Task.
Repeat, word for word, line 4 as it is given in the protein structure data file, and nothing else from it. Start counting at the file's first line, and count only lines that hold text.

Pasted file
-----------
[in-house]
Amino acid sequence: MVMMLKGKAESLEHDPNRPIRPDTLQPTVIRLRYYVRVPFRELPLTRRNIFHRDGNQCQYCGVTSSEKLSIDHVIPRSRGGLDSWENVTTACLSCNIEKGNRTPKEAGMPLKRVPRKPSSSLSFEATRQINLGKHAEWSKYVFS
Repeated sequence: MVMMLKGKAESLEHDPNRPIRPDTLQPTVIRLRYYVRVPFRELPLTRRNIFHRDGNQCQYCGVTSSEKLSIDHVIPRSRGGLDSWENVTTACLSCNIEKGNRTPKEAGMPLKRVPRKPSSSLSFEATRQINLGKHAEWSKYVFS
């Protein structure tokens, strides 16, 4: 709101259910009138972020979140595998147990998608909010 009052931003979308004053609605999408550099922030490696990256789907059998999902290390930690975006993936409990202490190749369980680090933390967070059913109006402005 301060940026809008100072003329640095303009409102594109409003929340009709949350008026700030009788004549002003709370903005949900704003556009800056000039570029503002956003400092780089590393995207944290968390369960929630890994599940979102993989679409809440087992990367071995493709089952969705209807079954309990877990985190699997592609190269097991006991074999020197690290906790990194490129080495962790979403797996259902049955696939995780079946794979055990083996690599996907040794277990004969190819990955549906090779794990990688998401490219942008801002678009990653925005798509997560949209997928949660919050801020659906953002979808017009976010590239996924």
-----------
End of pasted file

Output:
């Protein structure tokens, strides 16, 4: 709101259910009138972020979140595998147990998608909010 009052931003979308004053609605999408550099922030490696990256789907059998999902290390930690975006993936409990202490190749369980680090933390967070059913109006402005 301060940026809008100072003329640095303009409102594109409003929340009709949350008026700030009788004549002003709370903005949900704003556009800056000039570029503002956003400092780089590393995207944290968390369960929630890994599940979102993989679409809440087992990367071995493709089952969705209807079954309990877990985190699997592609190269097991006991074999020197690290906790990194490129080495962790979403797996259902049955696939995780079946794979055990083996690599996907040794277990004969190819990955549906090779794990990688998401490219942008801002678009990653925005798509997560949209997928949660919050801020659906953002979808017009976010590239996924």